An LCA-based Spatial Matching Scheme Aids the De-carbonization from Plastic Waste Recycling in Japan

Main Presenter:    Richao Cong 

Co-Authors:   Atsushi Fujiyama     Toru Matsumoto                                          

Increasing global ocean plastic waste (PW) has become a major concern in recent years. This study provided an LCA-based spatial matching scheme to support the low-carbon style recycling system, demonstrated using polyethylene (PE) waste generated from Mie Prefecture, Japan. The objective function was defined as the maximum carbon dioxide (CO2) emission reductions from the whole lifecycle of the PE waste recycling e.g., transportation, pretreatment, recycling, and residue disposal processes. The major constraints include the total generation amounts of PE waste, the capacities of recycling facilities, and the distance matrix between facilities (obtained by using ArcGIS). Then, the optimal solutions for the amount of PE waste to be disposed of were detected by a linear programming approach.
As the matching results, only a few PE waste was allocated for mechanical/material recycling (MR) facility, however, the energy recovery (ER), and chemical recycling (CR) facilities were all allocated with full capacity to achieve the maximum objective. The capacity of the allocated MR facilities accounted for about 0.1%, ER 91.5%, and CR 8.9% of the totals. Meanwhile, the maximum emission reductions from the whole lifecycle take up MR: 0.1%, ER: 89.8%, and CR: 10.1% of the totals (157.9 kt-CO2). As the analysis, the averaged emission reductions per ton of PE waste disposed were estimated to be 2.8 t-CO2 t-1. Thus, we concluded that this optimization under the current technical level was effective in making the recycling system with more emission reductions (low-carbon environmental effect) and requiring fewer disposal facilities (cost-saving economic effect). Meanwhile, certain long-distance routes found in solutions implied that technical parameters were more important than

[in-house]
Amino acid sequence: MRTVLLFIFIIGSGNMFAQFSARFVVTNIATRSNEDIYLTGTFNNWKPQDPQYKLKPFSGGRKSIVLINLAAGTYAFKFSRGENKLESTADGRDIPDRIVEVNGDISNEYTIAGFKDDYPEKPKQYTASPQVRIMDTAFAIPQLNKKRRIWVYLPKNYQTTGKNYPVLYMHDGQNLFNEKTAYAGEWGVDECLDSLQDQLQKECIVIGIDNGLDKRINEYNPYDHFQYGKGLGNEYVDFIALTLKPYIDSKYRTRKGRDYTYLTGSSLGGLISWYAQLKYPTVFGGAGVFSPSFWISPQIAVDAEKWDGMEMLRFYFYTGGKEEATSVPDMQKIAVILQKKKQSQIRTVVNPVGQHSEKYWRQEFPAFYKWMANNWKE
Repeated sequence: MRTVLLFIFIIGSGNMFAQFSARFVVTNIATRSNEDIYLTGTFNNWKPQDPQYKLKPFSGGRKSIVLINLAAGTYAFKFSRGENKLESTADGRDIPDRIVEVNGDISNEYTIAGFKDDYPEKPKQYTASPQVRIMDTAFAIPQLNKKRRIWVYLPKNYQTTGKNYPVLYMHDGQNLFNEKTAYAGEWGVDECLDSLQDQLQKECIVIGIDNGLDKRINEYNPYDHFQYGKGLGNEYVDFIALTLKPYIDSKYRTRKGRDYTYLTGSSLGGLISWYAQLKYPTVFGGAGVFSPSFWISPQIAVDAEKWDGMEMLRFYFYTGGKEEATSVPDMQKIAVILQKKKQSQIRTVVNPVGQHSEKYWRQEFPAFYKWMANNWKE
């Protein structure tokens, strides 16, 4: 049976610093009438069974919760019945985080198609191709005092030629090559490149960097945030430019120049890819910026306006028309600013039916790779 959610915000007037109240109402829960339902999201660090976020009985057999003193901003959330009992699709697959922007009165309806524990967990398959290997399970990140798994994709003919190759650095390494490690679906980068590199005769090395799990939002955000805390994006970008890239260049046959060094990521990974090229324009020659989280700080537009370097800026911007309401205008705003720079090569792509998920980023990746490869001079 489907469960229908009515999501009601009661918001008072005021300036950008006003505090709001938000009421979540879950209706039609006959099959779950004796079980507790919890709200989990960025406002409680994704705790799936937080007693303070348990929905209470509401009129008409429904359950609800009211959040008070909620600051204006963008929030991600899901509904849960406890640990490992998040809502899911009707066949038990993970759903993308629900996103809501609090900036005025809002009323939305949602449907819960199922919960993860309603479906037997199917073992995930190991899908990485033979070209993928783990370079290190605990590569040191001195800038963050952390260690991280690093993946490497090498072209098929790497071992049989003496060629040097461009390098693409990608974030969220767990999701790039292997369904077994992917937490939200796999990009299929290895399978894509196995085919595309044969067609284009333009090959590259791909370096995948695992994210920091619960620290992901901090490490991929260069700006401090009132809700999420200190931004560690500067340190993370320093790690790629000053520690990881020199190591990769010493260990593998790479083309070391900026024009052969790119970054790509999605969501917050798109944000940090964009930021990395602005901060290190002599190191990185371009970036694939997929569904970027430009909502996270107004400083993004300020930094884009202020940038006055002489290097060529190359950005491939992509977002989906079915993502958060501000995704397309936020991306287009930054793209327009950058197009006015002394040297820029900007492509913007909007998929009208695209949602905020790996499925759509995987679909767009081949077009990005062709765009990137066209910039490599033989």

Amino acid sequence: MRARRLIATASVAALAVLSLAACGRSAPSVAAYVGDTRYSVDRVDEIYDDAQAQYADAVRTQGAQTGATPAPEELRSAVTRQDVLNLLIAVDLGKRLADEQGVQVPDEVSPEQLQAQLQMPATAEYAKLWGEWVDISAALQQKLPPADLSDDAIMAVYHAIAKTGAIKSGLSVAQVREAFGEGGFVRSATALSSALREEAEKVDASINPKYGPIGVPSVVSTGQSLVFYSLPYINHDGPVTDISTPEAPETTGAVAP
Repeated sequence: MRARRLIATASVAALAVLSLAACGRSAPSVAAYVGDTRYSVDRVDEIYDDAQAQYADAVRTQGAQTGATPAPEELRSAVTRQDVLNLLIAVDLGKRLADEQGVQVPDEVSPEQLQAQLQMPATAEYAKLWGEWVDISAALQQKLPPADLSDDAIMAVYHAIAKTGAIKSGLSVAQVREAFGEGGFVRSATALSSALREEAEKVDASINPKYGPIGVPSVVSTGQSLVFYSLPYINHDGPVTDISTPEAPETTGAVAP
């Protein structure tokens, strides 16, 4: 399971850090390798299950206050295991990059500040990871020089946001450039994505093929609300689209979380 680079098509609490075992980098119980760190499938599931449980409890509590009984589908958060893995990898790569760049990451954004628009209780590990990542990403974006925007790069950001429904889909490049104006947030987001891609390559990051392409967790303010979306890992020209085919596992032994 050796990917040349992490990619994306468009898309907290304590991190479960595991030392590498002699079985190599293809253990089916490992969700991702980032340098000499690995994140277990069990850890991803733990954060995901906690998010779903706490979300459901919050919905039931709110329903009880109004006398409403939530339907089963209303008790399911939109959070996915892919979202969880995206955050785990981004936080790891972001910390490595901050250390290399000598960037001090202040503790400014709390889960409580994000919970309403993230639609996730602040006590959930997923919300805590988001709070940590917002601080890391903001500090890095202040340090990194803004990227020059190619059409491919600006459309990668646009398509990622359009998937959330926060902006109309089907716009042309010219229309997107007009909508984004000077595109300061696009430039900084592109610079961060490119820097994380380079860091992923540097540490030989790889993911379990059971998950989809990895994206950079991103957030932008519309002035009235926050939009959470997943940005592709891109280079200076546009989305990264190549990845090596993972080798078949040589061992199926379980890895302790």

geolocation parameters to achieve maximum emission reductions. In the future, some complex cases (constraints) and ones with other objectives (economic perspective) will be explored.

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